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4 Questions About China's New Climate Commitments

In his speech to the UN General Assembly on September 22, 2020, President Xi Jinping of China announced that China will scale up its Nationally Determined Contribution (NDC) to tackling climate change by adopting more vigorous policies and measures in an effort to peak carbon dioxide emissions before 2030 and reach carbon neutrality before 2060.

The announcement is among the most significant signs of progress concerning countries' efforts to mitigate climate change since agreeing to the Paris Agreement in 2015. Further clarifications on the exact commitment will be needed, and it is likely that even more ambition will be needed in future. Here are four key questions and answers about this important development.

1. What Exactly Is New?

The announcement marks the first time that China has set a concrete long-term target of carbon neutrality. This means that by 2060, the country will either stop carbon dioxide emissions altogether, or — more likely — use various means to remove an equivalent amount of any remaining emissions.

Xi also said that China will seek to peak its emissions “before 2030,” which is a change from the country’s initial NDC under the Paris Agreement to peak emissions “around 2030 and making best efforts to peak early.” While the new language shifts the existing timeframe for peaking emissions earlier, it leaves the precise year unclear, which opens the door for further potential announcements of an enhancement of its 2030 commitments. These could come, for example, as a response to new commitments by other countries or regions.

2. How Will China’s New Goals Impact Global Efforts to Fight Climate Change?

It is hard to overemphasize how transformational China’s carbon neutrality pledge is for international efforts to limit climate change. The Climate Action Tracker estimates that if China meets this target, it will lower global warming projections by around 0.2 to 0.3 degrees C (about 0.4 to 0.5 degrees F). This pledge puts the world one big step closer to achieving the Paris Agreement's goals and avoiding the worst impacts of climate change.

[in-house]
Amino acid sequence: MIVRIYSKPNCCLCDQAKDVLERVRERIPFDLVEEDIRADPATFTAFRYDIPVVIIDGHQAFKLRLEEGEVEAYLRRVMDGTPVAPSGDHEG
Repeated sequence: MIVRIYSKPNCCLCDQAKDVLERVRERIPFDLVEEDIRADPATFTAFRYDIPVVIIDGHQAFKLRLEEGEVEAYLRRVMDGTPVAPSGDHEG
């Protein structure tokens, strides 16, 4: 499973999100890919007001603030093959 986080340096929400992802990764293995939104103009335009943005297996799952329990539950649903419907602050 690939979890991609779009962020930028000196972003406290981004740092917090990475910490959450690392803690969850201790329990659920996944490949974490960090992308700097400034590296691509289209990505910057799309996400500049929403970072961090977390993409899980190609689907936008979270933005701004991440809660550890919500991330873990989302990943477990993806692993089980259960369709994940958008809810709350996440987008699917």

That said, the IPCC concludes that global carbon dioxide and greenhouse gas (GHG) emissions need to reach net zero on average by 2044 and 2066 respectively to limit warming to below 1.5 degrees C (2.7 degrees F) over pre-industrial levels. The net zero date for all GHGs is later because some of the non-carbon dioxide GHGs, such as methane, are harder to phase out but are extremely potent and can drive temperatures higher in the near term.

The world can still meet the Paris Agreement goal even if countries get to net-zero emissions at different times. However, for this to work, any net-positive emissions from one country in 2044 (carbon dioxide) and 2066 (GHGs) will need to balance out with net negative emissions in another country. And given the size of China's emissions, the math may not work if the neutrality target only covers carbon dioxide.

China’s commitment to go carbon neutral by 2060 is huge progress, but it is 16 years later than the IPCC recommends to fulfill the 1.5 degrees C goal. Major emitters, such as China, must adhere to this recommendation.

Nineteen other countries and the EU have adopted a net zero emissions target, and more than 100 are considering doing so. Current targets cover a range of time frames; most countries reference specific years between 2030 and 2050, while others like Singapore and Japan use more general references to the second half of the century. The EU, which had been the largest jurisdiction (as the world’s third-largest emitter) with a net zero target prior to China’s announcement, has committed to reaching net-zero GHG emissions by 2050. The U.S., which is currently the world’s second biggest emitter and is by far the most responsible for historical emissions, has no plan to announce any long-term targets under the current administration.

3. How Do China’s 2030 Climate Targets Link to Its Carbon Neutrality Goal?